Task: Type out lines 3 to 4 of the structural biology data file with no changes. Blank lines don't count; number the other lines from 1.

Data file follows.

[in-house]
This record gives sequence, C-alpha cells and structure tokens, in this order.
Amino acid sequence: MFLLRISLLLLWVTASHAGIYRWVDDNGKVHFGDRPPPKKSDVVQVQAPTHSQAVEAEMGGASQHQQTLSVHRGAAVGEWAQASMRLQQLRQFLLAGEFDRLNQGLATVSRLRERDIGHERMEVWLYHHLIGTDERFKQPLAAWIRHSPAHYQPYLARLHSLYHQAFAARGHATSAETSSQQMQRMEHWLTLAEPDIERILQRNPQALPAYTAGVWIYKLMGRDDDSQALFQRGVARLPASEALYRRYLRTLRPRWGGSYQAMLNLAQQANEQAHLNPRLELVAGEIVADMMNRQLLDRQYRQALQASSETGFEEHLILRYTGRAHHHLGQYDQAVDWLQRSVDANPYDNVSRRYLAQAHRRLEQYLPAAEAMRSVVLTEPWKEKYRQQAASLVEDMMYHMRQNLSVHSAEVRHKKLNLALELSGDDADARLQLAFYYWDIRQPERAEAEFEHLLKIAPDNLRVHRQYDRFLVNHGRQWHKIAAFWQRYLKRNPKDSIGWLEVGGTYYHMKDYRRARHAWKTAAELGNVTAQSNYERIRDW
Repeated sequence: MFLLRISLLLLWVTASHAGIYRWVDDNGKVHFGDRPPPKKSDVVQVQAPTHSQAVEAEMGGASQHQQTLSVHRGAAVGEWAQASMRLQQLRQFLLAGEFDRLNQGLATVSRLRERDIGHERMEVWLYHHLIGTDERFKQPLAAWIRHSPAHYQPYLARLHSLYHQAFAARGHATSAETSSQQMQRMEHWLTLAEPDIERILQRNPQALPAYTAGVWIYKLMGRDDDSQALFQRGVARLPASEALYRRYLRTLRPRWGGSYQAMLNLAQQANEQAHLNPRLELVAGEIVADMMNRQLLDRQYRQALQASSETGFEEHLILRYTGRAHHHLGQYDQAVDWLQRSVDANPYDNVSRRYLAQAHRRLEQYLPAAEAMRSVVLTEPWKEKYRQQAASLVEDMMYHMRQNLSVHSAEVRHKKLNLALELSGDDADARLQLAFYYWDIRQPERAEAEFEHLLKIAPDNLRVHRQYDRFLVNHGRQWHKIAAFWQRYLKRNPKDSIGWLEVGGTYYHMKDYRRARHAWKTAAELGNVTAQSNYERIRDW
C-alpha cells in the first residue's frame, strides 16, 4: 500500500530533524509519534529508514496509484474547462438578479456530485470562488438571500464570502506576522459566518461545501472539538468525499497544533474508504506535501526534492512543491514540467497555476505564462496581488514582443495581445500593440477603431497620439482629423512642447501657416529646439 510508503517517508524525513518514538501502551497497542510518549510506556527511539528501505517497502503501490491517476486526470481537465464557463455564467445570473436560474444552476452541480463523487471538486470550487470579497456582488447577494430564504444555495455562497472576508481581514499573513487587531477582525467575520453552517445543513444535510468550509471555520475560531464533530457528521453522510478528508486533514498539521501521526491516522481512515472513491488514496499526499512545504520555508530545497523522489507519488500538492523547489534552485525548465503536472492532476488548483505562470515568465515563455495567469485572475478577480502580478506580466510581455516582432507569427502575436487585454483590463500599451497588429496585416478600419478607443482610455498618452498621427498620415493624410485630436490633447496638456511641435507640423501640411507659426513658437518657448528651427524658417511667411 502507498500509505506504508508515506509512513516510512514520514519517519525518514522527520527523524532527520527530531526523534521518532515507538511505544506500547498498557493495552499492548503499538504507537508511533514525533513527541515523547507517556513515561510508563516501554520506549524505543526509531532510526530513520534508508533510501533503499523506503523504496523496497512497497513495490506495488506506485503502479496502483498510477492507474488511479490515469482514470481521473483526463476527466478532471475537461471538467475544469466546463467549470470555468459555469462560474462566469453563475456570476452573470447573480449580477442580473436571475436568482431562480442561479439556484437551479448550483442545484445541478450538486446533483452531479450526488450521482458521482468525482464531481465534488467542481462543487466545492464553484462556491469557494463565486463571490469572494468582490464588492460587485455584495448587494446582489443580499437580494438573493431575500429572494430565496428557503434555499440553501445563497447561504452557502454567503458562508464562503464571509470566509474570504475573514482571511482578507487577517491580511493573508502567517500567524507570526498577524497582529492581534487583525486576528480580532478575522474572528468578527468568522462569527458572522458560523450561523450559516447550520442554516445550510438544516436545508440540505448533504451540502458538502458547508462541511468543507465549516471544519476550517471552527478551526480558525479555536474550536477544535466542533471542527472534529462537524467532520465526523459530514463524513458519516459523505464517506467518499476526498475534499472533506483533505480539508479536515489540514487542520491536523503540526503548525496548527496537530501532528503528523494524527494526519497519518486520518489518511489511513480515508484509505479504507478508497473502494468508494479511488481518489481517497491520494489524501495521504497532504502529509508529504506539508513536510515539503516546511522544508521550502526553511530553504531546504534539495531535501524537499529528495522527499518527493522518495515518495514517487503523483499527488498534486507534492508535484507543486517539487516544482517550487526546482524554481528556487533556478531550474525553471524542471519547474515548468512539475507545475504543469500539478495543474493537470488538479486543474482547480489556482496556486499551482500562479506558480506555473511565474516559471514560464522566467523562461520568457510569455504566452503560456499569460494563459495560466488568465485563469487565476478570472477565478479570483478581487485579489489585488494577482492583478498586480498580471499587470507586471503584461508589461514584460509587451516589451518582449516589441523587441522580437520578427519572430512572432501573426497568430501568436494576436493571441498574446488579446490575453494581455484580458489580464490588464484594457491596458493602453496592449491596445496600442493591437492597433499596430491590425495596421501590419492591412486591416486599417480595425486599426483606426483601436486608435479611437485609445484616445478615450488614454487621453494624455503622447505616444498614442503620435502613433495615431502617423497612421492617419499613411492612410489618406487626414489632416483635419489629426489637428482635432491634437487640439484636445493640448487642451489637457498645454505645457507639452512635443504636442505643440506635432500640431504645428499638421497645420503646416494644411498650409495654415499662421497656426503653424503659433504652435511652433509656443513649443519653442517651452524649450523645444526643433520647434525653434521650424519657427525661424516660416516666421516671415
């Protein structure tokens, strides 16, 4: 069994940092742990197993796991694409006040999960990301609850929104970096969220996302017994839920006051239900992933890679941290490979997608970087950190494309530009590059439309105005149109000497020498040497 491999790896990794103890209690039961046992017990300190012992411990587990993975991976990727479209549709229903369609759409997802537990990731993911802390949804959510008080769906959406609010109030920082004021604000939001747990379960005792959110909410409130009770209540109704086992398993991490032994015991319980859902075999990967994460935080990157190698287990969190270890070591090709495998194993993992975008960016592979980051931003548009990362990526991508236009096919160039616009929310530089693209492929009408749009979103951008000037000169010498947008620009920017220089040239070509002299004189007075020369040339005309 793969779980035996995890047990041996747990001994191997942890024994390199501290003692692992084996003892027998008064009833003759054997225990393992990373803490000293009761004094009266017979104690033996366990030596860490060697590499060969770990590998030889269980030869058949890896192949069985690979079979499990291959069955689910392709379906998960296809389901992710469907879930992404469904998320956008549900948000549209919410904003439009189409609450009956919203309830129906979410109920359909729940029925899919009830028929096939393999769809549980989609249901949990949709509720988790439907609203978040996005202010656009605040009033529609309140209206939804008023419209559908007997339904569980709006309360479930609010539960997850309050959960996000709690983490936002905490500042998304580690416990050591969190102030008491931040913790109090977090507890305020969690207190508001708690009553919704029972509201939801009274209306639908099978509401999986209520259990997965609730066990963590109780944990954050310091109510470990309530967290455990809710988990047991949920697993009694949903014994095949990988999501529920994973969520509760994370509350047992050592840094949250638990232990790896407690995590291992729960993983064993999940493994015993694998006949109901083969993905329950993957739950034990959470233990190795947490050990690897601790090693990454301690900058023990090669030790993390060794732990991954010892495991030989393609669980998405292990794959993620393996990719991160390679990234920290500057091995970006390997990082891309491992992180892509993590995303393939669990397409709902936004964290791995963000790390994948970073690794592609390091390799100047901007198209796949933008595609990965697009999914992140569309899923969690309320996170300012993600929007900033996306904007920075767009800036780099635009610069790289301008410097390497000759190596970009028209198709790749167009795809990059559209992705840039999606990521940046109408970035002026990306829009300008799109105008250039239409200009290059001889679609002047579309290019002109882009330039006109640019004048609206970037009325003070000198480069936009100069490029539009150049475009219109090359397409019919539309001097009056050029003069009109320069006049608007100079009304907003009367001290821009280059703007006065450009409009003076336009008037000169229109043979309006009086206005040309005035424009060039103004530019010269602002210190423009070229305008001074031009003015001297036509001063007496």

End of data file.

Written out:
Amino acid sequence: MFLLRISLLLLWVTASHAGIYRWVDDNGKVHFGDRPPPKKSDVVQVQAPTHSQAVEAEMGGASQHQQTLSVHRGAAVGEWAQASMRLQQLRQFLLAGEFDRLNQGLATVSRLRERDIGHERMEVWLYHHLIGTDERFKQPLAAWIRHSPAHYQPYLARLHSLYHQAFAARGHATSAETSSQQMQRMEHWLTLAEPDIERILQRNPQALPAYTAGVWIYKLMGRDDDSQALFQRGVARLPASEALYRRYLRTLRPRWGGSYQAMLNLAQQANEQAHLNPRLELVAGEIVADMMNRQLLDRQYRQALQASSETGFEEHLILRYTGRAHHHLGQYDQAVDWLQRSVDANPYDNVSRRYLAQAHRRLEQYLPAAEAMRSVVLTEPWKEKYRQQAASLVEDMMYHMRQNLSVHSAEVRHKKLNLALELSGDDADARLQLAFYYWDIRQPERAEAEFEHLLKIAPDNLRVHRQYDRFLVNHGRQWHKIAAFWQRYLKRNPKDSIGWLEVGGTYYHMKDYRRARHAWKTAAELGNVTAQSNYERIRDW
Repeated sequence: MFLLRISLLLLWVTASHAGIYRWVDDNGKVHFGDRPPPKKSDVVQVQAPTHSQAVEAEMGGASQHQQTLSVHRGAAVGEWAQASMRLQQLRQFLLAGEFDRLNQGLATVSRLRERDIGHERMEVWLYHHLIGTDERFKQPLAAWIRHSPAHYQPYLARLHSLYHQAFAARGHATSAETSSQQMQRMEHWLTLAEPDIERILQRNPQALPAYTAGVWIYKLMGRDDDSQALFQRGVARLPASEALYRRYLRTLRPRWGGSYQAMLNLAQQANEQAHLNPRLELVAGEIVADMMNRQLLDRQYRQALQASSETGFEEHLILRYTGRAHHHLGQYDQAVDWLQRSVDANPYDNVSRRYLAQAHRRLEQYLPAAEAMRSVVLTEPWKEKYRQQAASLVEDMMYHMRQNLSVHSAEVRHKKLNLALELSGDDADARLQLAFYYWDIRQPERAEAEFEHLLKIAPDNLRVHRQYDRFLVNHGRQWHKIAAFWQRYLKRNPKDSIGWLEVGGTYYHMKDYRRARHAWKTAAELGNVTAQSNYERIRDW